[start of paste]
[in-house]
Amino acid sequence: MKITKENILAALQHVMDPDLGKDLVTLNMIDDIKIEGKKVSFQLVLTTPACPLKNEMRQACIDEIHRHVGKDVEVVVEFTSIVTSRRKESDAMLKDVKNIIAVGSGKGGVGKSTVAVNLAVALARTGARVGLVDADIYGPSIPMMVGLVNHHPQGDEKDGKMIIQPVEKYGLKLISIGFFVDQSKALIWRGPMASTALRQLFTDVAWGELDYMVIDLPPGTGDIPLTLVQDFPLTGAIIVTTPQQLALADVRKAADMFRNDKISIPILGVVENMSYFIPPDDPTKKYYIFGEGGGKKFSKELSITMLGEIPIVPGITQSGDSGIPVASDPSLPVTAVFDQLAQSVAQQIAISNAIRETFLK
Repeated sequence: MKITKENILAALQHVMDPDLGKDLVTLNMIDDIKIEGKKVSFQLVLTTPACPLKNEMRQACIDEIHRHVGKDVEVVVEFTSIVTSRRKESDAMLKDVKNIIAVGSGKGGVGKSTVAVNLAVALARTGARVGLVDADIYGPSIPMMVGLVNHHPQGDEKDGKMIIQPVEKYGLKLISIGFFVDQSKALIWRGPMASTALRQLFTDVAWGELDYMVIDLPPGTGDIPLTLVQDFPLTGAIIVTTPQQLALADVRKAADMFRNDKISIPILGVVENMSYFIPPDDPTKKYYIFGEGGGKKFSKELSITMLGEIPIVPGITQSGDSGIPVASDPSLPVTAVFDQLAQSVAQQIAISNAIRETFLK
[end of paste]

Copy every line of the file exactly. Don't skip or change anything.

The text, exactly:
[in-house]
Amino acid sequence: MKITKENILAALQHVMDPDLGKDLVTLNMIDDIKIEGKKVSFQLVLTTPACPLKNEMRQACIDEIHRHVGKDVEVVVEFTSIVTSRRKESDAMLKDVKNIIAVGSGKGGVGKSTVAVNLAVALARTGARVGLVDADIYGPSIPMMVGLVNHHPQGDEKDGKMIIQPVEKYGLKLISIGFFVDQSKALIWRGPMASTALRQLFTDVAWGELDYMVIDLPPGTGDIPLTLVQDFPLTGAIIVTTPQQLALADVRKAADMFRNDKISIPILGVVENMSYFIPPDDPTKKYYIFGEGGGKKFSKELSITMLGEIPIVPGITQSGDSGIPVASDPSLPVTAVFDQLAQSVAQQIAISNAIRETFLK
Repeated sequence: MKITKENILAALQHVMDPDLGKDLVTLNMIDDIKIEGKKVSFQLVLTTPACPLKNEMRQACIDEIHRHVGKDVEVVVEFTSIVTSRRKESDAMLKDVKNIIAVGSGKGGVGKSTVAVNLAVALARTGARVGLVDADIYGPSIPMMVGLVNHHPQGDEKDGKMIIQPVEKYGLKLISIGFFVDQSKALIWRGPMASTALRQLFTDVAWGELDYMVIDLPPGTGDIPLTLVQDFPLTGAIIVTTPQQLALADVRKAADMFRNDKISIPILGVVENMSYFIPPDDPTKKYYIFGEGGGKKFSKELSITMLGEIPIVPGITQSGDSGIPVASDPSLPVTAVFDQLAQSVAQQIAISNAIRETFLK